How to successfully nominate a house to the National Register of Historic Places

By Luke Sprague        |     December 30, 2018

Image of the Harry and Fern Campbell House

Harry and Fern Campbell House, 101 E 4th Street, Troy, Idaho.

On December 3, 2018, the National Park Service listed the Harry and Fern Campbell House, 101 E 4th Street, Troy, Idaho, on the National Historic Register of Historic Places#: SG100003175. The listing is the result of a multiyear effort by the author along with the members of the Latah Preservation Commission.

When working with a team, six elements must come together in order for a National Register nomination to succeed:

  • 1
    Active and willing support of the property owner
  • 2
    Local people other than the owner who are willing to do research
  • 3
    A reliable contractor for writing the nomination
  • 4
    Financial and in-kind support by the local government
  • 5
    Informed local government employees who are aware of the process
  • 6
    Someone who brings all these elements together into a cohesive nomination
  • It takes a team to successfully complete a National Register of Historic Places nomination.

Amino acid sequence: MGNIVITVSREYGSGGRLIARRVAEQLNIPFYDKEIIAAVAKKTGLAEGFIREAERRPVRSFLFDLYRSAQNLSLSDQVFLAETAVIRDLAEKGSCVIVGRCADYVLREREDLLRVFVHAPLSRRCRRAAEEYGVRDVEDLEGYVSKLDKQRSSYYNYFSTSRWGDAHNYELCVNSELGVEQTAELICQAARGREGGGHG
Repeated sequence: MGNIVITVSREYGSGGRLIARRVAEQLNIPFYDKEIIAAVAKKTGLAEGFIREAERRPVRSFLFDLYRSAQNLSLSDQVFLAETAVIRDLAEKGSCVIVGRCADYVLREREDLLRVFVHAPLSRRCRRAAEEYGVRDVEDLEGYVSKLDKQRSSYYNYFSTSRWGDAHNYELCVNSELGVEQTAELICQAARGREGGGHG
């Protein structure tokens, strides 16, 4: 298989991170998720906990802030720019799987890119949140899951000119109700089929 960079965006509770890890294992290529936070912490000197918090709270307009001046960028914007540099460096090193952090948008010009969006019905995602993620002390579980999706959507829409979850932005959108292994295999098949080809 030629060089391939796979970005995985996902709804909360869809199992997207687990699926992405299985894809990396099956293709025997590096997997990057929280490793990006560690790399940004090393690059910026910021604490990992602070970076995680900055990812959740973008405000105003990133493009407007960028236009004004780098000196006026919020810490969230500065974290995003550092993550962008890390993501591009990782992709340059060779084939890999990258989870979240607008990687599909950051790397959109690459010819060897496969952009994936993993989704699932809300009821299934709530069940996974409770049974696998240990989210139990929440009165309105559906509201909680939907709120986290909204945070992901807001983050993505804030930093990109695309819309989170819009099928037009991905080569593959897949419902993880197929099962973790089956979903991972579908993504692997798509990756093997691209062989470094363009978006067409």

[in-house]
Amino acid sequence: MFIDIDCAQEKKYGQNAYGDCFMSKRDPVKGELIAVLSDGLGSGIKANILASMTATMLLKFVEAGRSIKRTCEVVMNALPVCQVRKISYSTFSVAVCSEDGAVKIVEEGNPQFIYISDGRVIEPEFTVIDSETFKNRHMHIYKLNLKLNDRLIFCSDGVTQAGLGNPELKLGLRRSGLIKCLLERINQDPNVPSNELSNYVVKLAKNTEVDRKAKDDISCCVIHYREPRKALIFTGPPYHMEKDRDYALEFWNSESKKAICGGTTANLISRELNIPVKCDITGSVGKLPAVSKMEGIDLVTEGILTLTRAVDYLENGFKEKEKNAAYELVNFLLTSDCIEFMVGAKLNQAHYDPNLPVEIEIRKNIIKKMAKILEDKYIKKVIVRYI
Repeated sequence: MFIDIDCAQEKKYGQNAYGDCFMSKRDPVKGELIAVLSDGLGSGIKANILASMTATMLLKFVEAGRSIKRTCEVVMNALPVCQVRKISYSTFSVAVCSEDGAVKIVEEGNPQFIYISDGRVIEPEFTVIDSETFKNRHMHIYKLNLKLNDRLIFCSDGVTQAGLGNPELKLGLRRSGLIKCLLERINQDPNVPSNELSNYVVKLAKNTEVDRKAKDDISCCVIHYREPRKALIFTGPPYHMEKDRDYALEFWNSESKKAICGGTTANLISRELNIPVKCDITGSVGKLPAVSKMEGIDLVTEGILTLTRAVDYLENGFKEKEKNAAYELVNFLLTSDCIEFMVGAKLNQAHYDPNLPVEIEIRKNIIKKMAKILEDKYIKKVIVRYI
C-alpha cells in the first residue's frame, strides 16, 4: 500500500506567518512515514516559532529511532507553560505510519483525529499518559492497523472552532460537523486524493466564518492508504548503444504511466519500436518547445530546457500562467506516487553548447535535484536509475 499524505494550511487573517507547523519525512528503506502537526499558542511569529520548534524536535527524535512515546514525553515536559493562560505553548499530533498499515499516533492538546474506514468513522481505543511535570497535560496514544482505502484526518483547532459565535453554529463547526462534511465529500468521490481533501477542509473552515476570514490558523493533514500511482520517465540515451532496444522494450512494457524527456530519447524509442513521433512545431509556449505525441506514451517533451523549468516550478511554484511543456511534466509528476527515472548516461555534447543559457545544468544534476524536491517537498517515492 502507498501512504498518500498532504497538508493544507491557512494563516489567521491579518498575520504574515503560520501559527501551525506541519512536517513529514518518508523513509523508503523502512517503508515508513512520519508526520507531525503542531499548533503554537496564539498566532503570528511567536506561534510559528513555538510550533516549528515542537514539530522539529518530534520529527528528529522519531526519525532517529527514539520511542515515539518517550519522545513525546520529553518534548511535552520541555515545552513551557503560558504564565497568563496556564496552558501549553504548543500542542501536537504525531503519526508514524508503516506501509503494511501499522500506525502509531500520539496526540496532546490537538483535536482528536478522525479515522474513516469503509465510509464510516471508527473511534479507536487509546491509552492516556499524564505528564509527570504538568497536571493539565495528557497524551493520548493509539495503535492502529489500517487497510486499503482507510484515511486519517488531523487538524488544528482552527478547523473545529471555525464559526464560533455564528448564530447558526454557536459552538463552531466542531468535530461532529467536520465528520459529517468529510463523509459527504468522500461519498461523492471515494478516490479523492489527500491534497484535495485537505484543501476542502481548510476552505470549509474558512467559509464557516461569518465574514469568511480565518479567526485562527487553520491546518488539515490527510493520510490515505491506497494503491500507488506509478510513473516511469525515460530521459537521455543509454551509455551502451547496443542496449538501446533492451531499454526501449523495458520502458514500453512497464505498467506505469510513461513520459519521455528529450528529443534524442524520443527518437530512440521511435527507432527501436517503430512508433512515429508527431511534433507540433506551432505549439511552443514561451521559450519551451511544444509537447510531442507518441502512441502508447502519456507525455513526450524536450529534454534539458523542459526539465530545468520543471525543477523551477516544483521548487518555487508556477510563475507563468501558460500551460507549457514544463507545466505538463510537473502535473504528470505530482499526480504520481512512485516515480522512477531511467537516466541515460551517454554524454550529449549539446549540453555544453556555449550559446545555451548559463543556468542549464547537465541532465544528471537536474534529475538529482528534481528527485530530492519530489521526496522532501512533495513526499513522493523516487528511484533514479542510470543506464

Here is the December 12, 2018, Moscow-Pullman Daily News article:

The building, completed in 1927, is locally significant for architecture that represents a vernacular variation that is both an excellent and unique example of the Tudor Revival style. While it clearly expresses the key character-defining Tudor Revival features – steep roof pitch with cross gable, moderate eave extension with decorative bargeboard, faux half-timbering, and a prominent brick chimney – it also incorporates hallmark elements of the contemporary Craftsman style, such as knee brackets under the eaves, exposed rafter tails, and three-over-one double-hung wood windows with vertical muntins.

For more detail on this nomination click here: Harry and Fern Campbell House nomination form

Image of Harry Campbell's sunroom fresco

This is one of Harry's first frescoes in the sun room above the fireplace. Harry painted a number of frescoes throughout the house on the walls and then framed them as if they were built into the wall.